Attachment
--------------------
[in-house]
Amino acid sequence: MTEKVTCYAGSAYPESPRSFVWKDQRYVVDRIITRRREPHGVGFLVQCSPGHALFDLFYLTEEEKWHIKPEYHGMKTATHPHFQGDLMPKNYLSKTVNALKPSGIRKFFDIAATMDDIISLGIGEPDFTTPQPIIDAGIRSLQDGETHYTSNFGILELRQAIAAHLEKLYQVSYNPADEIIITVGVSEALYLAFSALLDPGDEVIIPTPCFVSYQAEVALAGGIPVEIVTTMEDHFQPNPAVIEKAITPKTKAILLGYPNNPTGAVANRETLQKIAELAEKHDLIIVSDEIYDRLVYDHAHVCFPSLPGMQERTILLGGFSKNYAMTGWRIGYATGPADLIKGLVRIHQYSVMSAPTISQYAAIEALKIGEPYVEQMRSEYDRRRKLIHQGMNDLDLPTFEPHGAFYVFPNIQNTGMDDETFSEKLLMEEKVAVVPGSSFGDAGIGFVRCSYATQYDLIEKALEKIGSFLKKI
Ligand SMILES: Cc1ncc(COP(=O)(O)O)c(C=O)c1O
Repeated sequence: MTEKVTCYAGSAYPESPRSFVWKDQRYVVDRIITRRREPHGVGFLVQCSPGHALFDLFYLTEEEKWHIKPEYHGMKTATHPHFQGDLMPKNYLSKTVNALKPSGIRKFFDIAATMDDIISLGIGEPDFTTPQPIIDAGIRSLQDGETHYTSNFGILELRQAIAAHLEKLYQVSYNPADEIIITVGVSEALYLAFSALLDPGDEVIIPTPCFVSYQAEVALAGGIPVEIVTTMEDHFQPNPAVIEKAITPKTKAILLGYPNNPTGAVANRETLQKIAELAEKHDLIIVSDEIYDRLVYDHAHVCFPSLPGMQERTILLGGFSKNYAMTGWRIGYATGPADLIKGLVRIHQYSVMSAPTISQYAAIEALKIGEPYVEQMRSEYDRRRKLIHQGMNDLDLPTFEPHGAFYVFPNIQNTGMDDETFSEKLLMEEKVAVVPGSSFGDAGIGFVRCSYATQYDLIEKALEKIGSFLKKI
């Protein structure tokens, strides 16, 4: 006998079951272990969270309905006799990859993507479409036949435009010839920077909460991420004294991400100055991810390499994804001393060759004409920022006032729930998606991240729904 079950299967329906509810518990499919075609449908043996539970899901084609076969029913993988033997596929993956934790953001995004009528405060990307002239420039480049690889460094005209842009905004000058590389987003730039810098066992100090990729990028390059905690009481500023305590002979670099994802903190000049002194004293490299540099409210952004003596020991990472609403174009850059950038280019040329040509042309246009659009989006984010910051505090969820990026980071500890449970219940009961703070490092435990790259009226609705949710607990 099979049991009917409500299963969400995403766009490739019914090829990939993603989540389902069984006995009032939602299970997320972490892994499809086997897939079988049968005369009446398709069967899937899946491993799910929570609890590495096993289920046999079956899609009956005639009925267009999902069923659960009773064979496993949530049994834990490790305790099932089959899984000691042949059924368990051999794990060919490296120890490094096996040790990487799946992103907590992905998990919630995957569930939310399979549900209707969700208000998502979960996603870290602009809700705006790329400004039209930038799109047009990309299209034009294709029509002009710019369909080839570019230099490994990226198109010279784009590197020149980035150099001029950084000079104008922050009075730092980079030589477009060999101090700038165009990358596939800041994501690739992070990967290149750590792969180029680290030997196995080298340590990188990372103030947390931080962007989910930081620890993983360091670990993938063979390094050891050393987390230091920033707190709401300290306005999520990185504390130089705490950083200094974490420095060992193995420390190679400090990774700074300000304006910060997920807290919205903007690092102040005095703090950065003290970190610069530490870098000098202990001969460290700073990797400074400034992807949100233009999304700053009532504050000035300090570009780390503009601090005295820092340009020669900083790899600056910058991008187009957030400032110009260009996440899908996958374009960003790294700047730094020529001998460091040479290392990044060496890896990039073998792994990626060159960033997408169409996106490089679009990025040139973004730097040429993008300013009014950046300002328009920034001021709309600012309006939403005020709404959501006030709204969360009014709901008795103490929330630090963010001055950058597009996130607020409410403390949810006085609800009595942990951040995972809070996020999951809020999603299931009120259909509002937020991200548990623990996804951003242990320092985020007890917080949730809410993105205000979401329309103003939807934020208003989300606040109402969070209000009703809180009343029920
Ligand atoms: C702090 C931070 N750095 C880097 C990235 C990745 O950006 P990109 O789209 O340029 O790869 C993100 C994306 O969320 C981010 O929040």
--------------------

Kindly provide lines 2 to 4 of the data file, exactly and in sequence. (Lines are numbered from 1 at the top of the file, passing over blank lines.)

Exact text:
Amino acid sequence: MTEKVTCYAGSAYPESPRSFVWKDQRYVVDRIITRRREPHGVGFLVQCSPGHALFDLFYLTEEEKWHIKPEYHGMKTATHPHFQGDLMPKNYLSKTVNALKPSGIRKFFDIAATMDDIISLGIGEPDFTTPQPIIDAGIRSLQDGETHYTSNFGILELRQAIAAHLEKLYQVSYNPADEIIITVGVSEALYLAFSALLDPGDEVIIPTPCFVSYQAEVALAGGIPVEIVTTMEDHFQPNPAVIEKAITPKTKAILLGYPNNPTGAVANRETLQKIAELAEKHDLIIVSDEIYDRLVYDHAHVCFPSLPGMQERTILLGGFSKNYAMTGWRIGYATGPADLIKGLVRIHQYSVMSAPTISQYAAIEALKIGEPYVEQMRSEYDRRRKLIHQGMNDLDLPTFEPHGAFYVFPNIQNTGMDDETFSEKLLMEEKVAVVPGSSFGDAGIGFVRCSYATQYDLIEKALEKIGSFLKKI
Ligand SMILES: Cc1ncc(COP(=O)(O)O)c(C=O)c1O
Repeated sequence: MTEKVTCYAGSAYPESPRSFVWKDQRYVVDRIITRRREPHGVGFLVQCSPGHALFDLFYLTEEEKWHIKPEYHGMKTATHPHFQGDLMPKNYLSKTVNALKPSGIRKFFDIAATMDDIISLGIGEPDFTTPQPIIDAGIRSLQDGETHYTSNFGILELRQAIAAHLEKLYQVSYNPADEIIITVGVSEALYLAFSALLDPGDEVIIPTPCFVSYQAEVALAGGIPVEIVTTMEDHFQPNPAVIEKAITPKTKAILLGYPNNPTGAVANRETLQKIAELAEKHDLIIVSDEIYDRLVYDHAHVCFPSLPGMQERTILLGGFSKNYAMTGWRIGYATGPADLIKGLVRIHQYSVMSAPTISQYAAIEALKIGEPYVEQMRSEYDRRRKLIHQGMNDLDLPTFEPHGAFYVFPNIQNTGMDDETFSEKLLMEEKVAVVPGSSFGDAGIGFVRCSYATQYDLIEKALEKIGSFLKKI